Helping You Formulate

Ink Jet – “One in the Eye” for Traditional Printing?

Photo Credit Desirae via Flickr

The printed image has been a principal source of information, education and entertainment for the human mind probably since Gutenberg invented the printing press in 1450.  We may never really consider it, but what is the principal conduit for transferring this information from the printed page to our brain?  It is of course our eyes.

Thanks to increased computing power and technology improvements   digital printing has made great leaps forward over recent years in terms of displacing traditional printing methods such as offset lithography and flexography.  In fact ink jet is now the leading digital printing technology and thanks to these continuing improvements is expanding rapidly into new markets and applications, to the extent that it is hard to say exactly what share of the printing market is currently held by ink jet, but it is very significant.

In traditional graphics printing ink jet shows a particular advantage in short run variable printing where the cost per page is much lower for digital printing.  However I think it is still true to say that for long run printing the traditional technologies, particularly offset lithography, remain dominant.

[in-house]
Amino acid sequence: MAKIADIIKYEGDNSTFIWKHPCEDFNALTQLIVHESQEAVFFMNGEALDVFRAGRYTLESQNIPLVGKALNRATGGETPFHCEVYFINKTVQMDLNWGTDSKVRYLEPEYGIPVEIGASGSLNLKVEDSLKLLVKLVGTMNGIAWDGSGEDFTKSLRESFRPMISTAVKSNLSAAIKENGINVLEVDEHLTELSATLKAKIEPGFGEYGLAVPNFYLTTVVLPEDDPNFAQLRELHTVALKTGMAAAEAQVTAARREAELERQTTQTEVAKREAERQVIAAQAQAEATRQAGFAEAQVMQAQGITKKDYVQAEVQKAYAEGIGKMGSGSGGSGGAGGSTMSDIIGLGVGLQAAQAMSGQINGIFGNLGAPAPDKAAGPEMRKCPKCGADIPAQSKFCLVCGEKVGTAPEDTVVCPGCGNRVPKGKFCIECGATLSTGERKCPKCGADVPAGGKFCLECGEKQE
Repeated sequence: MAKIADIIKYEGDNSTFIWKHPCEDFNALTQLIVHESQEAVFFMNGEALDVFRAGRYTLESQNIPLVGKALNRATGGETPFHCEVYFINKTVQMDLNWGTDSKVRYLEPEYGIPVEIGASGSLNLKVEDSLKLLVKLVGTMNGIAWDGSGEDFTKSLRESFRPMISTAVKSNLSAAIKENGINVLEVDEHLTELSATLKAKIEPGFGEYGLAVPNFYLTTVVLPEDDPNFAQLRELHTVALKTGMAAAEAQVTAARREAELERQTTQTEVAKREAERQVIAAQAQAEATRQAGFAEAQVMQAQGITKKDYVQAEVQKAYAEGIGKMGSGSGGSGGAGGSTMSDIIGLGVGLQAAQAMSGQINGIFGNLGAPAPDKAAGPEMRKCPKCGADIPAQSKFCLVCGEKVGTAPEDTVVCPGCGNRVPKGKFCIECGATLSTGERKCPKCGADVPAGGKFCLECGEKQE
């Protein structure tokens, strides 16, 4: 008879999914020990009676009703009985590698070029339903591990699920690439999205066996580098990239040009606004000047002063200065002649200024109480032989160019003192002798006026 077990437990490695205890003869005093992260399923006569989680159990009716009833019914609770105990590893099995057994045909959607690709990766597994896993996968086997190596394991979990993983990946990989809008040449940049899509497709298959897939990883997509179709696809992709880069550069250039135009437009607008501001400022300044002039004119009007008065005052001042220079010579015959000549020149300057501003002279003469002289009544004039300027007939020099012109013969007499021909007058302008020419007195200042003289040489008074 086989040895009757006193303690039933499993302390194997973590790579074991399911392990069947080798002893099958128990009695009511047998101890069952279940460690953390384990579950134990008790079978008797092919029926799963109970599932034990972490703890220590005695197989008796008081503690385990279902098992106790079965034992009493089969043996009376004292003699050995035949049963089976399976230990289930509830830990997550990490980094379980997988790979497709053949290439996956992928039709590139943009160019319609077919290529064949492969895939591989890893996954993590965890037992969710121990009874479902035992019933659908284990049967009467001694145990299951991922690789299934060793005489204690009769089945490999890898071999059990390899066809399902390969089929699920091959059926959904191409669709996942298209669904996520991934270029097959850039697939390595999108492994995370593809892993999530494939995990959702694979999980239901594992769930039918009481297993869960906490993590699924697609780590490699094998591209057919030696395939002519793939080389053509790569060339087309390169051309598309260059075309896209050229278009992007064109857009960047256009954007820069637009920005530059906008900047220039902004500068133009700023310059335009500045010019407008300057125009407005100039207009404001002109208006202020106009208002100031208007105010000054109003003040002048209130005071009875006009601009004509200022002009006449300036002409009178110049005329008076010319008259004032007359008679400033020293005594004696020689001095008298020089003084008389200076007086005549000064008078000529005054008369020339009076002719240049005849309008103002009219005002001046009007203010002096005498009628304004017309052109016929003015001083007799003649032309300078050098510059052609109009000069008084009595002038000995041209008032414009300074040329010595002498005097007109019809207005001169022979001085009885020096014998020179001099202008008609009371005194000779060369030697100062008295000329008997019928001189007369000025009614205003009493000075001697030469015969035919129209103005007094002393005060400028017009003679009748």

However amazing new research has recently been published by a group of researchers in Cambridge where ink jet technology could be utterly dominant.  Traditional technology and even other digital processes like electrophotography would be completely useless.

What is this printing application?  To my mind it is beautifully ironic given the tools we have been using for centuries to read printed output.  It is the ink jet printing of eye cells.  This work, if successful, could lead to the production of artificial tissue grafts made from the variety of cells found in the human retina, and may well be a valuable aid in the search to cure blindness.

What a marvellous ground breaking development in the history of inkjet technology.  It makes its original uses to print sell-by dates on packaging and eggs, or to print documents and photos in our home, seem so very mundane.  More information on this work, and a link to the full article in the journal Biofabrication, can be found at http://www.forbes.com/sites/bridaineparnell/2013/12/18/scientists-make-more-eye-cells-with-an-inkjet-printer.

I have spent many years in my career formulating ink jet inks for a variety of printing applications. Two of the key properties that need to be carefully controlled for a fluid to print well from an inkjet print head are viscosity and surface tension.  Although this research shows that the applications have moved on to a whole new level compared to the dyes and pigments of my experience, I felt a certain satisfaction on reading that the age old issues of viscosity and surface tension remain, and in fact are greatly exacerbated by the introduction of living cells into the “inks”. So there is still some role for the formulators in this fast moving technology area.

Finally, I am looking forward to helping deliver the iFormulate Ink-Jet Formulation Workshops in June and September. If you have any questions on the content of those workshops, please contact me on mark@iformulate.biz or via info@iformulate.biz.

Mark Holbrook, February 2014

Photo Credit: Desirae via Flickr